What Was the Progressive Movement?

The Progressive Movement (or the Progressive Era) between 1900 and 1920 was a time of sweeping reforms, enabling the United States government to play a greater role in controlling business and protecting the public. Some of its reforms included the introduction of federal income tax, the direct election of Senators and the prohibition of alcohol.

One of the main aims of Progressivism was to increase public participation in the political process. Part of this was to introduce the direct presidential primary, which enabled the public to select candidates for election. "Initiative" was also introduced, allowing proposed laws to be placed on a ballot following the collection of enough signatures by petition.

Importantly, the public were given the power to "recall" or remove elected officials from office by petition and vote.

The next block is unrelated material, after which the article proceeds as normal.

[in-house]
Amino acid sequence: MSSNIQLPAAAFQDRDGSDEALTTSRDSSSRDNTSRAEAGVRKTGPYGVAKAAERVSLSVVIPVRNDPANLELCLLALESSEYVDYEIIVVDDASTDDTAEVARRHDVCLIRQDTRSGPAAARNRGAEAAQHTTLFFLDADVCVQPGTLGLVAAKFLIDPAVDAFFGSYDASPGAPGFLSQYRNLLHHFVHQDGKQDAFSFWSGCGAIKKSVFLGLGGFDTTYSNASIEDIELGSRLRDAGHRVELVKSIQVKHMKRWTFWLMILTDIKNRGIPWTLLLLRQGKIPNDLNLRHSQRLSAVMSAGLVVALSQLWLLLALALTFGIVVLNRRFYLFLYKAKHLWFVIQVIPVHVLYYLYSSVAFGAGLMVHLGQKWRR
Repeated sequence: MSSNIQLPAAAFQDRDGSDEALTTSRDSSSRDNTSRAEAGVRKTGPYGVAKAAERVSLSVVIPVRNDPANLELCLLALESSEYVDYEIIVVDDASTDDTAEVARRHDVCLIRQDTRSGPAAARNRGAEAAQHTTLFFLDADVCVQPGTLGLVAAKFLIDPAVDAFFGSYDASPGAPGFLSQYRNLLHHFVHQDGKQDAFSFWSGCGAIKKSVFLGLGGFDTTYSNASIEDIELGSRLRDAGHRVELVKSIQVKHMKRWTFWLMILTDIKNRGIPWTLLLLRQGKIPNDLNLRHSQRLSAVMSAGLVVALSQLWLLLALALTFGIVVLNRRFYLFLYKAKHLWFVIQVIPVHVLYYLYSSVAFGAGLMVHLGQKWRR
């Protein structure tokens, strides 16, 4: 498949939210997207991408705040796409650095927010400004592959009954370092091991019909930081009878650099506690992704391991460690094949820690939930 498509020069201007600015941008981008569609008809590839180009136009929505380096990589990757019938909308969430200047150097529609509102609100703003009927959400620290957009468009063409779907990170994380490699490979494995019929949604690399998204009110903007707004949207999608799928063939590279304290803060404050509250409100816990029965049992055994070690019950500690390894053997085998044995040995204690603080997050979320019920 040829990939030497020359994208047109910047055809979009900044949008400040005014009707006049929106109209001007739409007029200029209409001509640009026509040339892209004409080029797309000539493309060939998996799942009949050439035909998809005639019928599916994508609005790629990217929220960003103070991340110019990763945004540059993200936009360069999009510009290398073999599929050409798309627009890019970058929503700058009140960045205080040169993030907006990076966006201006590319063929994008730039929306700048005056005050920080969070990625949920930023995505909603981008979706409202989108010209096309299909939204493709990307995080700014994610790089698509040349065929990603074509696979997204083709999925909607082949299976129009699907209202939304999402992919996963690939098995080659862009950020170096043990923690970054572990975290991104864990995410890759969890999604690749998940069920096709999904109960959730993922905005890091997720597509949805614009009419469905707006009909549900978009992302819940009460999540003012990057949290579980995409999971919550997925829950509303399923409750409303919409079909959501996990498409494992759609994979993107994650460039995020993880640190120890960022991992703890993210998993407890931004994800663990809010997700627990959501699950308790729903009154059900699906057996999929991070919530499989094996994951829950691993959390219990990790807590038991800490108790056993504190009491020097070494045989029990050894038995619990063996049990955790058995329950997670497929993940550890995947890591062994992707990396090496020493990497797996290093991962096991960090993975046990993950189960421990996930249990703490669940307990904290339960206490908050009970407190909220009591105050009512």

Prohibition of alcohol was supported by Protestant groups, who supported only those candidates for office who did not drink. Their cause was aided by the outbreak of World War I, which made a national enemy of Germans — many of whom owned breweries and distilleries in the United States.

Among the welfare reforms introduced were laws prohibiting the employment of children under 12 (or up to 16 in some cases), as well as mandating the maximum permitted time for any working day or week. These laws coincided with new state regulations that made school attendance mandatory for children.